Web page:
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Playing the social game: The value of gaming influencers and social media for your brandDate Posted: 21 August, 2018
PewDiePie, KSI, DanTDM; you’re unlikely to find anyone between the ages of about eight and 20 that hasn’t come across these names. One even featured in a South Park episode. The influence and popularity they wield is almost unparalleled in the online world, having built themselves up from average streamers to behemoths in the industry.
We’re obviously talking about the influencer marketing craze, and the gaming industry specifically. Influencers have been popping up in everything from beauty to extreme sports, though there’s no doubt that video-orientated gaming influencers are a different breed. In fact, the whole social landscape is different, with platforms such as Twitch and Discord created to feed the hungry gaming mob.
To get your campaigns to the top of the leaderboard, understanding the value of gaming influencers and social media for your brand is the best place to start. Lucky for you, we’ve put together three pointers to help you on your journey from total noob to social pro.
Gaming influencers are…well, influential
First thing’s first; don’t ever doubt the power of the influencer. Particularly a gaming one. Anyone with a console or PC and some video equipment has the potential to become one of your most valuable assets. Minecraft discovered this early on, holding a number of workshops at its MineVention events with Minecraft YouTubers to educate its next wave of influencers.
The influencer phenomenon isn’t limited to gaming. In 2017, Activate by Bloglovin’s research found that 67% of marketers think influencer marketing campaigns helped them reach a more targeted audience. Whether it be consumer tech or fashion, the impact of influencers has been impossible to ignore in the last few years. The rise of gaming influencers in particular however has been particularly impressive.
Sean Smith, COO and Co-owner of SimpleTiger, explains how: ‘’I’ve worked on projects such as one that led to 30,000 beta signups in 24 hours from one YouTube video pitching a service on a channel that had 40,000 subscribers. That was only one of three videos produced for that project, and the entire project cost was $1,500. If you do the math on that, the cost per acquisition is astounding’’.
As is the case across other areas, bigger isn’t always better. Twitch claims in a 2016 blog post that 46% of sales that occurred on the platform were because of mid-tier influencers (33 to 3333 concurrents, or average amount of viewers per stream). 13 times more effective than top-tier, this is just one example of the value to working with smaller, more concentrated influencers. You need to assess on a case by case basis, though going for influencers based on followers alone is a strategy doomed to fail.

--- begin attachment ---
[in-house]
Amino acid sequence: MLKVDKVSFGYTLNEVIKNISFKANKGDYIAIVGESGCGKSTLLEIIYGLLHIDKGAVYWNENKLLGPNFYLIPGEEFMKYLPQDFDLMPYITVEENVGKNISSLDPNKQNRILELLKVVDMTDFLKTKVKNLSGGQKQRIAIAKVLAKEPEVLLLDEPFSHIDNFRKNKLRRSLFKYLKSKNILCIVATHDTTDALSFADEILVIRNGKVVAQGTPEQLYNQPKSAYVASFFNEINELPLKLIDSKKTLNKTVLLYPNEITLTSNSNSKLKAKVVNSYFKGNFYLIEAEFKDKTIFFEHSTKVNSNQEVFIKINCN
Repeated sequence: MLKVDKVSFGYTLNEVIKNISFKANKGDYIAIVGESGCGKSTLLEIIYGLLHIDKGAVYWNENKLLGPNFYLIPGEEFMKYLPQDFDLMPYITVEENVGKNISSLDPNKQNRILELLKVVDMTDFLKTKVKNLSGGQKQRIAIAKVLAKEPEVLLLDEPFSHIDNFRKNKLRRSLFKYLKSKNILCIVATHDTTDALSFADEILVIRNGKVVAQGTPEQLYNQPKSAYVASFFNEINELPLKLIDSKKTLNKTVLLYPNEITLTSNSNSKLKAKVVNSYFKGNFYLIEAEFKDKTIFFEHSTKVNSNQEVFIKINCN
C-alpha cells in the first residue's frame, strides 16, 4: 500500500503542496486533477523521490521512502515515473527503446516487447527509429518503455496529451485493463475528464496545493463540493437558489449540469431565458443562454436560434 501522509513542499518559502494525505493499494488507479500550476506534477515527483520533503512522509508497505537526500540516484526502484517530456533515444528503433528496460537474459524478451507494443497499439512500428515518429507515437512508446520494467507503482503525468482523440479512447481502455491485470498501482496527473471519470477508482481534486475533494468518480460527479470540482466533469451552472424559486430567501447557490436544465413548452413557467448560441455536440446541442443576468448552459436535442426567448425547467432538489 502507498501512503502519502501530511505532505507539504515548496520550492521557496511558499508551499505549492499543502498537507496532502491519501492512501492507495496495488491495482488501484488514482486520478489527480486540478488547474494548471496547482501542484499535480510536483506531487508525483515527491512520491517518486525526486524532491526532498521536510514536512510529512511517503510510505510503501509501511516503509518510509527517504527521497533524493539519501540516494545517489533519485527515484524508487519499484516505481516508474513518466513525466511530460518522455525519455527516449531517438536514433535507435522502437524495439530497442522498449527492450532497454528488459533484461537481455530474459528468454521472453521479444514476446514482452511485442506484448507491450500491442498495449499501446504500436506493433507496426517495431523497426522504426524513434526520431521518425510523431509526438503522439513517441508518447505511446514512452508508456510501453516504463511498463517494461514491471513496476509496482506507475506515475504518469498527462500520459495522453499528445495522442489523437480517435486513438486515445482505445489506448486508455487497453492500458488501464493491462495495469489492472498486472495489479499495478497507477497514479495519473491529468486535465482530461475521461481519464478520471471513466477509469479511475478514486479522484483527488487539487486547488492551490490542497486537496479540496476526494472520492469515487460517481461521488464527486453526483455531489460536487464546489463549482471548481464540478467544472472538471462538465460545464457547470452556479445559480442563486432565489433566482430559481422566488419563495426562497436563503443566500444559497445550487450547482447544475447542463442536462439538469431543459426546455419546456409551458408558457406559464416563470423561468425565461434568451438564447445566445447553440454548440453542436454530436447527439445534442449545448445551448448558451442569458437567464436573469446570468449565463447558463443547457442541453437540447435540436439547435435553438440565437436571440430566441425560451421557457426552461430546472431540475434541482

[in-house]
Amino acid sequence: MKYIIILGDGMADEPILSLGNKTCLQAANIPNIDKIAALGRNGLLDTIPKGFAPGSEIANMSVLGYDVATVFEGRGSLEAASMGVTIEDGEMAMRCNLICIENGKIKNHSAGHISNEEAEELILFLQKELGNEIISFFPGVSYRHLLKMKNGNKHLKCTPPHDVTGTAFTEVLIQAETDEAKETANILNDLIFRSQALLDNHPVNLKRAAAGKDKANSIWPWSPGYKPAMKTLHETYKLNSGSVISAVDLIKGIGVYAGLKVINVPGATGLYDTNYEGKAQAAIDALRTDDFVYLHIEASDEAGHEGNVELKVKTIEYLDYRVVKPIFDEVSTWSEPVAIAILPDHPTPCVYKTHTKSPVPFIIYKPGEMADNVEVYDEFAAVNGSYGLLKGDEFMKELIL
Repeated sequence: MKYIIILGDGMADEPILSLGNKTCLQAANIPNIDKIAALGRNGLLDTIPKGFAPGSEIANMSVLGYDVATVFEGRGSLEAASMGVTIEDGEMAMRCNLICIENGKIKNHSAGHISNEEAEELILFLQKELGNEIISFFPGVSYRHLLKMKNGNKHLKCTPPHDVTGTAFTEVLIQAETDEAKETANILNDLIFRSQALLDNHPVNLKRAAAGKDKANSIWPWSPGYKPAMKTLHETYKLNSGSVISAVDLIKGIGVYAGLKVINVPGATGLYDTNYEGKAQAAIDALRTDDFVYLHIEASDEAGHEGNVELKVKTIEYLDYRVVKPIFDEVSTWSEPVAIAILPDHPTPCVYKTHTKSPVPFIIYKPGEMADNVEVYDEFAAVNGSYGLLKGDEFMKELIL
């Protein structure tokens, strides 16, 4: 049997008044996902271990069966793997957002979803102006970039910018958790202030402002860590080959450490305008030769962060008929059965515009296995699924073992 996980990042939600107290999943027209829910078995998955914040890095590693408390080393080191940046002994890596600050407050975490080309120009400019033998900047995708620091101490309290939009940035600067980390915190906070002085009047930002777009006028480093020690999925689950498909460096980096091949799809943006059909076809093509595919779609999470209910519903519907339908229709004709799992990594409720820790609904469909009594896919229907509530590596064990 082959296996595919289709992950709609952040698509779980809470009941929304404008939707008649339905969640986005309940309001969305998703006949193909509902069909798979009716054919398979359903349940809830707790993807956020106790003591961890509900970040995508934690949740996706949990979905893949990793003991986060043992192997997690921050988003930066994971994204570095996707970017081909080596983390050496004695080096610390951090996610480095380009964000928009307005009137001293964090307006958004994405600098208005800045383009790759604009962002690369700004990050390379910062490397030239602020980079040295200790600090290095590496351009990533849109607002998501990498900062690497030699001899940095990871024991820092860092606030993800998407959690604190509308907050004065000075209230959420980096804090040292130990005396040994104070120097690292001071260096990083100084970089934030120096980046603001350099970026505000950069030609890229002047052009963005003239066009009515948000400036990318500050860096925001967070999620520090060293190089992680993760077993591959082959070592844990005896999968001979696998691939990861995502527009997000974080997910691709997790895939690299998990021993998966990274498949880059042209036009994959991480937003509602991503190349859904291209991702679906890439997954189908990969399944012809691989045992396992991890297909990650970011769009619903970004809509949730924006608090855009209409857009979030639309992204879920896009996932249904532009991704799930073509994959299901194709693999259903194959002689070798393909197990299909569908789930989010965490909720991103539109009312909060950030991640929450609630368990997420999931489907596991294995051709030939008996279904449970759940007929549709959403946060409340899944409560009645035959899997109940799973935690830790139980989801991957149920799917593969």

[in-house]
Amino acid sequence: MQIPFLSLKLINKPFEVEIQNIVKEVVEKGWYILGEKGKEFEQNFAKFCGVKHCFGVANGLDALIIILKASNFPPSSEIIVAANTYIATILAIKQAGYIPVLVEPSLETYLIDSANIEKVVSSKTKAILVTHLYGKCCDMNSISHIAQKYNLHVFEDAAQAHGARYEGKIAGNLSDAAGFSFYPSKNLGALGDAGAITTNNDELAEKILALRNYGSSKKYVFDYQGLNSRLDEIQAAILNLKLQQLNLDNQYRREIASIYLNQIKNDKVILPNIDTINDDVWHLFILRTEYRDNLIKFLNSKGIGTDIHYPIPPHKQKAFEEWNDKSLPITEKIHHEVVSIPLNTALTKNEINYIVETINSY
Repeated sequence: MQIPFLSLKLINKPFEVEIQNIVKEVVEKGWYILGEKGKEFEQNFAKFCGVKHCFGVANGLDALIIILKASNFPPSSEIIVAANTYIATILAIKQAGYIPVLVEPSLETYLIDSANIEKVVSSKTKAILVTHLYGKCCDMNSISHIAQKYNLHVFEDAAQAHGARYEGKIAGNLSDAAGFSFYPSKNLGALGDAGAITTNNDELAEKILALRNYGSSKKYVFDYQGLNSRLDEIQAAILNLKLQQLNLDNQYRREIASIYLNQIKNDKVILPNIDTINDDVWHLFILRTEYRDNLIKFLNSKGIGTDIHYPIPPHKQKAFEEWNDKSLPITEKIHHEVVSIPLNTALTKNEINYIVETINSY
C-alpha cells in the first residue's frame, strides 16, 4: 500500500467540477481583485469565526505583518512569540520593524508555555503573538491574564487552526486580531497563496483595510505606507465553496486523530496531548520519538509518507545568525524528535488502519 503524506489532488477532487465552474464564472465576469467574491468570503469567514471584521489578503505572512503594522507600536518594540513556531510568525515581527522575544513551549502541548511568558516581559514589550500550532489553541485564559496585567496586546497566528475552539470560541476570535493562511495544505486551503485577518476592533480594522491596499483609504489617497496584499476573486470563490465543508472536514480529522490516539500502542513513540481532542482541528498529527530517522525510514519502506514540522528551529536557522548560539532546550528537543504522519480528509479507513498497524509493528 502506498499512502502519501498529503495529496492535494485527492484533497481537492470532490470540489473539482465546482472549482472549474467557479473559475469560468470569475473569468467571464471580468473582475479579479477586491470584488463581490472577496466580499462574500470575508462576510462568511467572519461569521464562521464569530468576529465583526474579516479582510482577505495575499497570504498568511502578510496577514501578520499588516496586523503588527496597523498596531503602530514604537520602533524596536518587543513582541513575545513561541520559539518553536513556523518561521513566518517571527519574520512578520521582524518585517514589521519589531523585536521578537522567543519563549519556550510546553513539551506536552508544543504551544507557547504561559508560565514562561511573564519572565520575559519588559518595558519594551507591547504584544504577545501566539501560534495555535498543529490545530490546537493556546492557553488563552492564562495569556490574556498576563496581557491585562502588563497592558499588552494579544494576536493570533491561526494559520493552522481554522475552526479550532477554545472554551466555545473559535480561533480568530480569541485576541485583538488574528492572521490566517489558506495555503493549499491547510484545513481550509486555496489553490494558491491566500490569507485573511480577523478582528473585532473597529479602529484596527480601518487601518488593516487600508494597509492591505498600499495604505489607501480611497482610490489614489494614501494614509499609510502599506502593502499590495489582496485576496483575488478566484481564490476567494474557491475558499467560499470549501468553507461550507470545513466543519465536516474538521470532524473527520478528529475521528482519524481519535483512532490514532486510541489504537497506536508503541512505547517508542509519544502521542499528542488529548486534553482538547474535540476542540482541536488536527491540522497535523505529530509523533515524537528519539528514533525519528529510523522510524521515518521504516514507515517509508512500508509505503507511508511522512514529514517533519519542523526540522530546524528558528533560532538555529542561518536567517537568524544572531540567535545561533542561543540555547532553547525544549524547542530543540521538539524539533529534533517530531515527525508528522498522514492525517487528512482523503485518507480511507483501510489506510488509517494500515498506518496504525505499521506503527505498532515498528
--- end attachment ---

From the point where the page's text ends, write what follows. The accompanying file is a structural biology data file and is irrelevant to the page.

Looking beyond gaming
No longer is gaming the pastime of the nerds. Some might, might, even call it cool. The games themselves are now appealing to everyone from Drake to Travis Scott, and even the gear has got a sexy edge to it.
The growing appeal to gaming outside of its traditional circles also means that often more lifestyle-orientated influencers are just as beneficial. As Benedikt Seitz from GameInfluencer tells GamesIndustry.biz: “Don’t look for the right influencer, look for the right demographic. Going for similar types of gaming channels is also a good start, but the most important factor is really the demographic of their viewers”.
Let’s take the popular YouTube influencers Rose and Rosie and their page Rose Ellen Dix. With nearly 800,000 subscribers, they discuss everything from LGBT issues to relationship advice. By all means, it’s a fairly typical, if particularly popular, lifestyle channel run by a young couple.
Alongside this however they also run another page, Lets Play Games. Here they produce a range of walkthroughs and other in-game content from their favourite games, with their own personality injected into it.
It’s funny, it’s engaging, though above all, it’s proof you aren’t tied to strict gaming influencers to reach the right audience.
Pick your platforms carefully
There’s no one size fits all approach to picking the platforms you think will work for your brand best. Understanding the specific benefits is the first step there, with some undoubtedly more appealing to gaming brands.
Social is a huge part of the gaming community, with platforms such as Twitch and Discord set up specifically to appease their needs.
YouTube and Twitch are both examples of platforms that allow brands to upload video content, though targeted towards a different kind of viewer. Whereas youTube is best for putting together guides and highlight reels, Twitch is the leading live streaming platform, not only for gaming influencers but also for a range of eSports Leagues.
Picking the right platforms and then catering your content is the only way you’re going to see a good return on your investment. The potential value is there for all to see; according to the Twitch article mentioned above, 25% of sales of Punch Club and The Culling at the time could be attributed to the platform. Video content might not be your best approach, and that’s fine, though there’s no doubting it’s a seriously effective outlet if handled correctly.
Now pass me that controller. I’ve got a very important flight to catch.
Need a hand getting the most out of your gaming influencers and social media? Get in touch at email@example.com!
Like this? Great! Next, check out: Mobile gaming: The success story so far and where it goes next